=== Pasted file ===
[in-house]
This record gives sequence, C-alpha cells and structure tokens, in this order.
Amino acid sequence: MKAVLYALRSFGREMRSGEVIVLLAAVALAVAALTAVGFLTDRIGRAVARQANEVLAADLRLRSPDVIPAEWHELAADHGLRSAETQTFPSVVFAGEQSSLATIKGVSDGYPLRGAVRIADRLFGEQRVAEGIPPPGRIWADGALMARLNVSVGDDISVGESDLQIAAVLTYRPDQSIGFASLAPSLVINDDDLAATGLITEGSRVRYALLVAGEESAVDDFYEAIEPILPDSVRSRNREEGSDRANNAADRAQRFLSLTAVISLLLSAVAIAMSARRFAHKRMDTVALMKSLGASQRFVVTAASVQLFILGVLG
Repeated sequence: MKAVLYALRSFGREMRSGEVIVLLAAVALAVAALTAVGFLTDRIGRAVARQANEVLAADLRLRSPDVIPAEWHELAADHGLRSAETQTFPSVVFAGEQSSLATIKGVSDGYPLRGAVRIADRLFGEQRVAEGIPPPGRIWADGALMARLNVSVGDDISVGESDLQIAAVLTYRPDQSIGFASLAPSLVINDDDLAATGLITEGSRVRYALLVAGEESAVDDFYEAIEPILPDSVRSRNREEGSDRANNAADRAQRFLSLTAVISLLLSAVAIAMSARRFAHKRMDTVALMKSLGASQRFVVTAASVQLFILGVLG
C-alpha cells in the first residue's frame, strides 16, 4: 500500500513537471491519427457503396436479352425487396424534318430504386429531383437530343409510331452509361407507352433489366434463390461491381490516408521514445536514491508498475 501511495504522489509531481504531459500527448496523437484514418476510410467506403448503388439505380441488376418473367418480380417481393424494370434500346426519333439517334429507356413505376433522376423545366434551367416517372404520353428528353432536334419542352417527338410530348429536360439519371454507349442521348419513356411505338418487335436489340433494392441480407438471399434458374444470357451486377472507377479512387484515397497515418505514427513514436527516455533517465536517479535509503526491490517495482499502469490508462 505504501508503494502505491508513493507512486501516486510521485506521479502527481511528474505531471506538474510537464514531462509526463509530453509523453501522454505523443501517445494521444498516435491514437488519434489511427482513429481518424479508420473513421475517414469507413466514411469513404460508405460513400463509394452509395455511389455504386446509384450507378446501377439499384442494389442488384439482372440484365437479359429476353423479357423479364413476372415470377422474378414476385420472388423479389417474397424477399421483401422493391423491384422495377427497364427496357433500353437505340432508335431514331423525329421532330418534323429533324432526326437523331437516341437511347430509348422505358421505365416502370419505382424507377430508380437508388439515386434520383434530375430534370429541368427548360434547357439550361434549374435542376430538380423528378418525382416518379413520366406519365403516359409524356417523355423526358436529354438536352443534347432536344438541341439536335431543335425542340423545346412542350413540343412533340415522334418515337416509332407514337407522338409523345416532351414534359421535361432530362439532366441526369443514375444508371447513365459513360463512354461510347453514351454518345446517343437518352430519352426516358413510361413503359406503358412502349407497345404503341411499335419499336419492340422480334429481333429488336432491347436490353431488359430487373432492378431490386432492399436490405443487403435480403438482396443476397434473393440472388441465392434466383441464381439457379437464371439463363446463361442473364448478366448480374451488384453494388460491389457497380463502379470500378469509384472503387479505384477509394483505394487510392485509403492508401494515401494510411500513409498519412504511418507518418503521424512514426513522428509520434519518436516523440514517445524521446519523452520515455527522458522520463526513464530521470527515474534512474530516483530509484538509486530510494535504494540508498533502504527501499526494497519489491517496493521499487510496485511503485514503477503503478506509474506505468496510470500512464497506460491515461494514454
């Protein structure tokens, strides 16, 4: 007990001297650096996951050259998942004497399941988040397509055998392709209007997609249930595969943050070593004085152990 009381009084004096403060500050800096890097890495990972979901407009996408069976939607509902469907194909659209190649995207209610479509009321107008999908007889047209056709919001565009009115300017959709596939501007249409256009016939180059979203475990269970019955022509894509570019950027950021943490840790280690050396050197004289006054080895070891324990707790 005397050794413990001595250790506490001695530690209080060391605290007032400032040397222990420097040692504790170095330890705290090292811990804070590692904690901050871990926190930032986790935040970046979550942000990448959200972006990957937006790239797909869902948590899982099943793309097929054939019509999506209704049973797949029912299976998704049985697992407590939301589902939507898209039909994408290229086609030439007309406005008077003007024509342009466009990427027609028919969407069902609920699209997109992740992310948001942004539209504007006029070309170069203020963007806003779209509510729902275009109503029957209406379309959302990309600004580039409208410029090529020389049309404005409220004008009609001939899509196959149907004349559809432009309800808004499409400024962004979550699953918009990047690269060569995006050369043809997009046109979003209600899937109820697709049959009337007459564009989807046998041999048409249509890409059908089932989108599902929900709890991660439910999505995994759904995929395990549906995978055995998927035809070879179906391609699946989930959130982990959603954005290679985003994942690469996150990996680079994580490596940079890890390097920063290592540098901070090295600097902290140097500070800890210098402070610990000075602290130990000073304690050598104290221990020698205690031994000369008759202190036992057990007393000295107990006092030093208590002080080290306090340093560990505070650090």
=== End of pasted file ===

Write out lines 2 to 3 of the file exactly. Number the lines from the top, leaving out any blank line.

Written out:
This record gives sequence, C-alpha cells and structure tokens, in this order.
Amino acid sequence: MKAVLYALRSFGREMRSGEVIVLLAAVALAVAALTAVGFLTDRIGRAVARQANEVLAADLRLRSPDVIPAEWHELAADHGLRSAETQTFPSVVFAGEQSSLATIKGVSDGYPLRGAVRIADRLFGEQRVAEGIPPPGRIWADGALMARLNVSVGDDISVGESDLQIAAVLTYRPDQSIGFASLAPSLVINDDDLAATGLITEGSRVRYALLVAGEESAVDDFYEAIEPILPDSVRSRNREEGSDRANNAADRAQRFLSLTAVISLLLSAVAIAMSARRFAHKRMDTVALMKSLGASQRFVVTAASVQLFILGVLG